School and family are educational agents with great influence on the formation and development of the child’s personality. The partnership concluded between the school and the family is an active relationship resulting from rights and duties with the common goal of ensuring the intellectual and emotional comfort of the student. The family is the primary educational factor. It provides the child with the necessary socio-emotional climate, but also the first intellectual or moral notions. The way of life of the family is the main landmark in the child’s life, the parent being his first model.
The family’s responsibility increases with the child’s entry into school. The attitude of the student towards the temple of learning depends largely on the attitude of the parent. That is why parents must be drawn together with the school, together with this institution delegated by the community to transmit a set of values through which to produce learning. The student needs to feel that the parents are with him, that they are interested in what is happening at school.
The school, in turn, through the head teacher, but also through the class council, has the obligation to know the family conditions of each student. Specialists in psychopedagogy believe that there are several types of families that the head teacher should have the authority and means to counsel. The strict family is the one that emphasizes discipline, order, seriousness in educating the child. It does not accept corporal punishment as a form of coercion. Parents have the patience to explain, guide, advise the child.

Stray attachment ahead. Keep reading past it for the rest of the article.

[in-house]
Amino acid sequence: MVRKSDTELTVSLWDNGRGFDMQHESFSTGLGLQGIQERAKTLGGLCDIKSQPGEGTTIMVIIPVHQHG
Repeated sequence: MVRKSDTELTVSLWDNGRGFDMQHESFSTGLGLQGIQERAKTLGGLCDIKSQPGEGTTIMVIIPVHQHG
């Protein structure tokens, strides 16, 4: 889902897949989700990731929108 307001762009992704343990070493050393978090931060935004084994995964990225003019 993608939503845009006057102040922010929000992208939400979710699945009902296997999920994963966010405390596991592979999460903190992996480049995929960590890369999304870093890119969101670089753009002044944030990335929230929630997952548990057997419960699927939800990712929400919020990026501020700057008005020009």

The permissive family believes that the student has only rights, not duties, and that he is allowed anything. The children of these families have a hard time adapting to the demands of school and society in general. The rigid family, due to the lack of trust in the child and the fear of failure, is a follower of a system of strict rules that must not be broken. In this way it harms children’s development by limiting freedom of expression and action. The libertine family, through complete lightness in the relationship with their own child, prevents his maturation. Due to lack of time or other reasons, he transfers the entire responsibility for the education of the student to the school.
Children who come from families that recognize the important role of education are more confident in their own strength, more willing to get involved in school activity. The others are, most of the time, unmotivated or disinterested. The educational partnership between school and family becomes effective when the parent’s involvement is permanent and not only when learning and discipline problems arise. The main forms of collaboration between the school and parents are: lectures with parents, meetings at the school or class level, individual conversations between the principals and each individual parent,
the participation of parents in various extracurricular activities (excursions, celebrations), or even training parents in arranging the classroom. Parents should also be involved in making other decisions regarding the smooth running of the school. Ideally they would be consulted on school curricula, assessment guides, electives, timetables or extracurriculars. Thus, the school-family partnership would become a form of communication, collaboration and cooperation in support of the child, in the action of shaping his behavior.
Professor Nina Elena Plopeanu